Colombia’s first ever left-green government shakes up nation’s energy sector

It was unthinkable that a leftist government could ever take office in Colombia – and then this summer it happened. Historically power has been held by the nation’s upper classes who used state violence to terrorize unions, minorities, indigenous groups and social reformers. But running on a platform promising a government dedicated towards waging civil peace and ensuring social and environmental justice, in June the progressive former senator and Bogotá mayor, Gustavo Petro and his running mate, the Afro-Colombian environmentalist, Francia Márquez, prevailed. As lead blogger and podcaster Michael Buchsbaum writes in this part of the Colombian Conundrum series, immediately topping Pedro’s agenda is re-writing regulations so the whole population can benefit from fossil fuel industry profits.

Mining might soon require environmental licenses in Colombia. (Photo by World Bank Photo Collection, CC BY-NC-ND 2.0)

Inheriting a toxic stew

As a teenager, the young Gustav Petro joined the M-19 guerrilla group. After being caught, tortured and handed an 18-month prison sentence, he shifted ideologies and determined that armed resistance was not a feasible strategy. In 1987, M-19 began engaging in peace talks with the government and Petro helped the group to evolve into a political party. Four years later, after earning multiple degrees in economics, he was elected to serve in Colombia’s Chamber of Representatives and later its Senate.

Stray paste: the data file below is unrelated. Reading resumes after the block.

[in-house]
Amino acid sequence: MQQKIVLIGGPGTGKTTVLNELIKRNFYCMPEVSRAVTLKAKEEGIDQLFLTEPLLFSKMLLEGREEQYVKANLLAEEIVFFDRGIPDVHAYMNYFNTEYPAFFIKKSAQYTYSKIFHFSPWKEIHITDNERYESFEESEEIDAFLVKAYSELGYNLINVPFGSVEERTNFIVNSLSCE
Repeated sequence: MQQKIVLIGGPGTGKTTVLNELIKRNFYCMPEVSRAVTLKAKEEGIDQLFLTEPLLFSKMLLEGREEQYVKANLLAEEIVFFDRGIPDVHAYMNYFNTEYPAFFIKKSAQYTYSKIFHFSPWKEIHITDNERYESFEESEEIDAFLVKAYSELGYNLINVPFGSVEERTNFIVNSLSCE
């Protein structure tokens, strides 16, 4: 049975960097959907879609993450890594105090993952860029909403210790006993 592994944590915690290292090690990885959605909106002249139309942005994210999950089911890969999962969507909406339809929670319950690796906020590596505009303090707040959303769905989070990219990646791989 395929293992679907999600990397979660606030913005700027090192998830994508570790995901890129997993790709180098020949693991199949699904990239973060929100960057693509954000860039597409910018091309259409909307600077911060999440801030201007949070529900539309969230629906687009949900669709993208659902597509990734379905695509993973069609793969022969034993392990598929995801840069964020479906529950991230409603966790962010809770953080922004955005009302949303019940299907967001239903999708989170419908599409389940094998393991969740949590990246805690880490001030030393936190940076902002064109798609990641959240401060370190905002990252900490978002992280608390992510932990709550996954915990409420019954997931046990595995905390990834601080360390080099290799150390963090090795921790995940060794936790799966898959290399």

Failing in his first bid at the presidency in 2010, Petro was elected as mayor of Bogotá, the nation’s capital and largest city, in 2011. Surviving death threats, an illegal recall attempt, and earning the wrath of conservatives nationwide, he served out his term through 2015.

Now even more popular, he ran again for president in 2018, finishing second against Ivan Duque in a race marred with violence, alleged bribery and corruption. Undeterred, in 2021 Petro announced that he would run one last time on a platform promoting green energy, phasing out fossil fuels, reducing economic inequality and focusing on climate change and biodiversity protection. He also pledged to raise taxes on fossil fuel exports and the wealthiest Colombians.